Next, be aggressive in quickly reaching a manageable solution with the software provider – a solution is your goal.  Immediately contact your software vendor to escalate assistance.  Contact your Procurement and Legal teams to review your software contract language to present their best options.  Draw in your integration vendor to support you on this matter, including voicing your expectations that the integrator will leverage their highest executive relationship with the software provider on your behalf.

Do not overlook your project status and project plan.  Project status matters because the client can lower their system integrator cost exposure to a software vendor’s product error delay if they know the level of program timeliness/latency.  Estimate the degree of existing program lateness and the root cause of lateness at the time of the software event.

Review the project plan and identify tasks and deliverables that are dependent on the software matter being resolved.  Continue work where it makes sense and manage your work and plan appropriately.  Be able to account for any technical debt you could be creating during this period.

2. Named functionality (e.g., Payroll) scope is limited to X, Y, and Z modules.  The integration vendor scope is limited to the listed functionality and modules and the vendor’s estimate is based upon the listed parameters.

Reality Check – Assumptions like this example, left unaddressed during SOW development, can be open to many interpretations and can result in an unexpected change order in the early stages of the program.

What You Can Do – There are many options, including requiring the integration vendor to include functional capabilities and models that are out of scope.  Clients should ask for additional functionality attributes to be listed within the assumptions.  Geographies, legal entities, business units, and subsidiaries – both in and out of scope should be listed.

There may be gray areas of “potential” scope the client does not want within the scope of work as well as in the budget, however, be aware of the possibility of a change order that may be required for these gray areas.  The client can leverage their negotiation position and create a level of future costs by asking the vendor to provide a separate proposal for potential scope items.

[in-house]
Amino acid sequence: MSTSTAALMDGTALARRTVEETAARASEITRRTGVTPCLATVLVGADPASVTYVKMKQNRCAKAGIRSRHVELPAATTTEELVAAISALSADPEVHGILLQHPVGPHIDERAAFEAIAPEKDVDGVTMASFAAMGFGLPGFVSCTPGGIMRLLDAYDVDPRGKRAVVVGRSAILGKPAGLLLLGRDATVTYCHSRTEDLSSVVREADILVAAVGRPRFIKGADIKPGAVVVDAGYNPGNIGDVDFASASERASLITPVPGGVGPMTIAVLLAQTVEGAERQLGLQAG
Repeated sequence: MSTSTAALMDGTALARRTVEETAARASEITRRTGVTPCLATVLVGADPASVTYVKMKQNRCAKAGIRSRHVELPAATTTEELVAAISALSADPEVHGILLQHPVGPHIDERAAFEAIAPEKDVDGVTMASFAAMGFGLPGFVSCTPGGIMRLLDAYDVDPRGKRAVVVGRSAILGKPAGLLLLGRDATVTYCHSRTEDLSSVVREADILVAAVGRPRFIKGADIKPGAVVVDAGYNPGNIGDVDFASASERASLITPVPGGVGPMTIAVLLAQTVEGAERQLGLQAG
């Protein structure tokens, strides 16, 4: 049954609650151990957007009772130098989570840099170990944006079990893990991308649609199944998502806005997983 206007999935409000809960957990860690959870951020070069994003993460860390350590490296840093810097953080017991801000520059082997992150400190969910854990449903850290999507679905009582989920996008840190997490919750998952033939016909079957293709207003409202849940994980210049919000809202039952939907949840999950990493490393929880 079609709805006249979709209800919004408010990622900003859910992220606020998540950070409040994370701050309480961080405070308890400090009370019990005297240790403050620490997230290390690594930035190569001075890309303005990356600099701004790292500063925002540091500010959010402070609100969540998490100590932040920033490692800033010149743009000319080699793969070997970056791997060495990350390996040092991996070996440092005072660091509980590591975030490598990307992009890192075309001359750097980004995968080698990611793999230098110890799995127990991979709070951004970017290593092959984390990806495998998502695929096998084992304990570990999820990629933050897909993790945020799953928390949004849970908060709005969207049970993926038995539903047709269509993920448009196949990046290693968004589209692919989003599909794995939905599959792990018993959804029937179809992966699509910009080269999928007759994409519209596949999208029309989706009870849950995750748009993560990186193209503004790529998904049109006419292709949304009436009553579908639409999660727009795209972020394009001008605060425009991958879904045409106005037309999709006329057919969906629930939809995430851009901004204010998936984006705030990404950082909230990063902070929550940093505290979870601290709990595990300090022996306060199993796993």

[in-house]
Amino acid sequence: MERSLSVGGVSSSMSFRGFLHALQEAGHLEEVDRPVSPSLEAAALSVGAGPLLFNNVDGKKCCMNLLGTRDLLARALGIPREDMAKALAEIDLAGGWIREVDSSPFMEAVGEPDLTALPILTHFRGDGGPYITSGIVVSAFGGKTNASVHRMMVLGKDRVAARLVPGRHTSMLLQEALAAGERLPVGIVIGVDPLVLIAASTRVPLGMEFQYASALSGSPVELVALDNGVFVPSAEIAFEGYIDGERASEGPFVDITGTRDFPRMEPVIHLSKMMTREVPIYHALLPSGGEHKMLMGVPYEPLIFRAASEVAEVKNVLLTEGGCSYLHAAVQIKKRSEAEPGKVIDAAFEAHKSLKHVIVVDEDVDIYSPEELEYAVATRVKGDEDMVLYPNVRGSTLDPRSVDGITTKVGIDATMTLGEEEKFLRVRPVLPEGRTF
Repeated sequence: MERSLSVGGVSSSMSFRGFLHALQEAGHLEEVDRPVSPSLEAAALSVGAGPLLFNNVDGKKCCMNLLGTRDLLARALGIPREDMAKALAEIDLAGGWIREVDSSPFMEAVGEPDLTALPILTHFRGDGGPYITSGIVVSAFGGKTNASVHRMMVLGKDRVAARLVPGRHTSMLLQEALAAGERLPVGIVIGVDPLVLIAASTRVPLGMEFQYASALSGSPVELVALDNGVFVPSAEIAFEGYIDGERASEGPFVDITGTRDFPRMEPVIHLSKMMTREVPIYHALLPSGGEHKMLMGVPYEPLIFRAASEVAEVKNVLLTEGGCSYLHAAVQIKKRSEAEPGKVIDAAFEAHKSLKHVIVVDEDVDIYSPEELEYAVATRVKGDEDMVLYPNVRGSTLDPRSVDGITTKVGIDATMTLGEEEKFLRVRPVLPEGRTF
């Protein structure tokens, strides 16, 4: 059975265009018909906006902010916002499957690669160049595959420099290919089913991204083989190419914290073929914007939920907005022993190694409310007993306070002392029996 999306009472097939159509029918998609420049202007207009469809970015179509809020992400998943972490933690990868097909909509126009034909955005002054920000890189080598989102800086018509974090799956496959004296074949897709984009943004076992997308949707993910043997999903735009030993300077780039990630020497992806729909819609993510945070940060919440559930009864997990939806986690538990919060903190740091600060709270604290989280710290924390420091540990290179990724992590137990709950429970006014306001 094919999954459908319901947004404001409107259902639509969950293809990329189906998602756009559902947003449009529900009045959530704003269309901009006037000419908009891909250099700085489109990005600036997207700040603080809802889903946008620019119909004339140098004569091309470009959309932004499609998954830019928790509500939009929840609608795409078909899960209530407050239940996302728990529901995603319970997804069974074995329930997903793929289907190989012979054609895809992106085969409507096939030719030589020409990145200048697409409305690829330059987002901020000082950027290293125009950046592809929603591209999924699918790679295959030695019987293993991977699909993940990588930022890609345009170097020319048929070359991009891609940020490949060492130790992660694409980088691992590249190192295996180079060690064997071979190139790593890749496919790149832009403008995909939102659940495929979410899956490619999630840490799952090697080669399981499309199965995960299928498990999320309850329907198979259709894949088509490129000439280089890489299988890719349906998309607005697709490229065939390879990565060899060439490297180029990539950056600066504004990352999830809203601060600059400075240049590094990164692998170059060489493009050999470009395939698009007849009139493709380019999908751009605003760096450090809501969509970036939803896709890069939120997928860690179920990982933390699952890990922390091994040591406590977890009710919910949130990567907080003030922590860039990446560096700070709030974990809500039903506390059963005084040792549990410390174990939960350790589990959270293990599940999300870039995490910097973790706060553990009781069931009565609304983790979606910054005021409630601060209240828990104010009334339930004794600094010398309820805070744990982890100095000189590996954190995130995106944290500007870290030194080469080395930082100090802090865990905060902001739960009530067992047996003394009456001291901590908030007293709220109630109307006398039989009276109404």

Assumptions unaddressed in SOW development will lead to program disruptions and steering committee agenda items.  Expect a regular cadence of expensive change orders if they are not addressing gaps or requiring clarity in the assumptions section.  The assumptions section is the ideal place to clearly state your assumptions of the vendor.

Manage the Assumptions During the Program

Your work on assumptions is not finished with the completion of SOW negotiations.

The PMO should load the assumptions into the program risk management frameworks (e.g., RAID log) at the beginning of the program and assign each assumption to a workstream leader or team.  This exercise will accomplish several important items, including:

  • Ownership and responsibility to manage the assumption
  • Opportunity to prepare and plan to mitigate potential negative impact from assumption realization
  • Reduce exposure to program contingency spending

Inclusion of the assumptions into the risk management tool provides the PMO and others the opportunity to regularly review the assumptions and take action as needed.  Assertive management of assumptions during program execution allows you to harvest your investment during SOW negotiations and lower the program risk profile.

Invest Time to Understand and Act on Assumptions

Invest Time to Understand and Act on Assumptions

 These examples are just a few, but there are many additional points that fall under assumptions.  As you can see, you absolutely cannot skim over this section of a SOW.  Investing the time early could save you hours of extra project time, increased costs, and smoother relationships with your vendors.